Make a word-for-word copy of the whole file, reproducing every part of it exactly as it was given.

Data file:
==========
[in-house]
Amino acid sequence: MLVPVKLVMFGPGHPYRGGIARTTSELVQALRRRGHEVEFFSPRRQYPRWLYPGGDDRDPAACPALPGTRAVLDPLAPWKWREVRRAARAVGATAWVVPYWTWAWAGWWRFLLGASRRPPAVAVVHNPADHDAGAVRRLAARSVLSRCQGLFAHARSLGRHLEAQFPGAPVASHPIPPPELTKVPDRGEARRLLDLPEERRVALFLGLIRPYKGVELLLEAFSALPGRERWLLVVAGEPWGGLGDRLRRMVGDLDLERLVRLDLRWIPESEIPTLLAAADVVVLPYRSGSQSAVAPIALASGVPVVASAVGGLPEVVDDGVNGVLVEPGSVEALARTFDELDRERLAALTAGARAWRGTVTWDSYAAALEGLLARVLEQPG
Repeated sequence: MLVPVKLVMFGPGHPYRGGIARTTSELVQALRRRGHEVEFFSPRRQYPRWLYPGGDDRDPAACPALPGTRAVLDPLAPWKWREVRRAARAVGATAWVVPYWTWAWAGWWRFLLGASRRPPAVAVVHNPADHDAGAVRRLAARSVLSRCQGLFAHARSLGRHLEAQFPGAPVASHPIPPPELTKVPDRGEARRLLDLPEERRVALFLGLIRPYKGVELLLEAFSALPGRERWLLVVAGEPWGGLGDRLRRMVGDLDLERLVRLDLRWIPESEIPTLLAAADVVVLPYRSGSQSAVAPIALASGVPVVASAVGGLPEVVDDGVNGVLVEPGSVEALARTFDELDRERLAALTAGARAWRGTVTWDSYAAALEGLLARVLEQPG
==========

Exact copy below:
[in-house]
Amino acid sequence: MLVPVKLVMFGPGHPYRGGIARTTSELVQALRRRGHEVEFFSPRRQYPRWLYPGGDDRDPAACPALPGTRAVLDPLAPWKWREVRRAARAVGATAWVVPYWTWAWAGWWRFLLGASRRPPAVAVVHNPADHDAGAVRRLAARSVLSRCQGLFAHARSLGRHLEAQFPGAPVASHPIPPPELTKVPDRGEARRLLDLPEERRVALFLGLIRPYKGVELLLEAFSALPGRERWLLVVAGEPWGGLGDRLRRMVGDLDLERLVRLDLRWIPESEIPTLLAAADVVVLPYRSGSQSAVAPIALASGVPVVASAVGGLPEVVDDGVNGVLVEPGSVEALARTFDELDRERLAALTAGARAWRGTVTWDSYAAALEGLLARVLEQPG
Repeated sequence: MLVPVKLVMFGPGHPYRGGIARTTSELVQALRRRGHEVEFFSPRRQYPRWLYPGGDDRDPAACPALPGTRAVLDPLAPWKWREVRRAARAVGATAWVVPYWTWAWAGWWRFLLGASRRPPAVAVVHNPADHDAGAVRRLAARSVLSRCQGLFAHARSLGRHLEAQFPGAPVASHPIPPPELTKVPDRGEARRLLDLPEERRVALFLGLIRPYKGVELLLEAFSALPGRERWLLVVAGEPWGGLGDRLRRMVGDLDLERLVRLDLRWIPESEIPTLLAAADVVVLPYRSGSQSAVAPIALASGVPVVASAVGGLPEVVDDGVNGVLVEPGSVEALARTFDELDRERLAALTAGARAWRGTVTWDSYAAALEGLLARVLEQPG